This is another algebra problem that I came across in one of my statistics blogs.

Show that:

The three fractions on the left hand side are from a probability distribution. Hence the sum is 1. The algebra is not bad and is not difficult to verify.

This is another algebra problem that I came across in one of my statistics blogs.

Show that:

The three fractions on the left hand side are from a probability distribution. Hence the sum is 1. The algebra is not bad and is not difficult to verify.

Several calculus exercises that are derived from a probability problem are presented here.

Let be a constant.

Evaluate .

Evaluate .

Evaluate .

**Background**

For anyone who is interested in the origin of these integrals, the first exercise is to verify that the following function is a probability density function (pdf). The second and the third exercises are to find the first and second moment of this probability distribution.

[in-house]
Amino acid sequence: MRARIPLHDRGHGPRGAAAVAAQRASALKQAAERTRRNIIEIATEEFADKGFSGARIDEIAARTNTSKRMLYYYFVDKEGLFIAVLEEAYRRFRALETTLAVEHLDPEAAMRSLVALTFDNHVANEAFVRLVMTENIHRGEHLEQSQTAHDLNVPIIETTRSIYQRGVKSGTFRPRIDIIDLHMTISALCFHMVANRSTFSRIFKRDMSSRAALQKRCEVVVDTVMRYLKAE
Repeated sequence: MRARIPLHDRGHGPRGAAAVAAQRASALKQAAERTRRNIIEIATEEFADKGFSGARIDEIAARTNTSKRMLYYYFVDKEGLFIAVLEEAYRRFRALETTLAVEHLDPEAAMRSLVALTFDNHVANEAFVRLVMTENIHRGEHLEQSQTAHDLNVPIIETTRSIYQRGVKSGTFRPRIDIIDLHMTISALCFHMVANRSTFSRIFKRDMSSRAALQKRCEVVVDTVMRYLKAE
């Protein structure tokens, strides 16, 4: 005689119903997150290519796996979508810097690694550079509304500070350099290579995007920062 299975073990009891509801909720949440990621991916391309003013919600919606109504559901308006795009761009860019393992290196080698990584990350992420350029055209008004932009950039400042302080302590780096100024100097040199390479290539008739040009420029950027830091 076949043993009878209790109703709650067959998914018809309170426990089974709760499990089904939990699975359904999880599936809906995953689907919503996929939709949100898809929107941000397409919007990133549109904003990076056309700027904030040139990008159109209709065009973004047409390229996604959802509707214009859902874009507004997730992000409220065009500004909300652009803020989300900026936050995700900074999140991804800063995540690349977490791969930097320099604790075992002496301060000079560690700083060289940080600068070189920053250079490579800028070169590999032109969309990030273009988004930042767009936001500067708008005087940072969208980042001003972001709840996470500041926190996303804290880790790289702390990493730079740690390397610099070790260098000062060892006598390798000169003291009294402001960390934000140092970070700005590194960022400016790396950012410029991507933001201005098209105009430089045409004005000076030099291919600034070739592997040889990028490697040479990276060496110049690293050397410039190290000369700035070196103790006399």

The above pdf is the independent sum of an exponential distribution and the uniform distribution . So the answers of the integrals can be derived from knowing these probability distributions. Otherwise, they are excellent exercises in calculus.

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As I worked on a problem involving the exponential distribution, I had to carry out an algebra derivation, which is a nice stand alone algebra problem. Here it is:

The exercise is to show that the left hand side equals to the right hand side. For anyone taking algebra or preparing for SAT or ACT, this would be an excellent exercise. You may want to try it on your own first. You can find the derivation beow.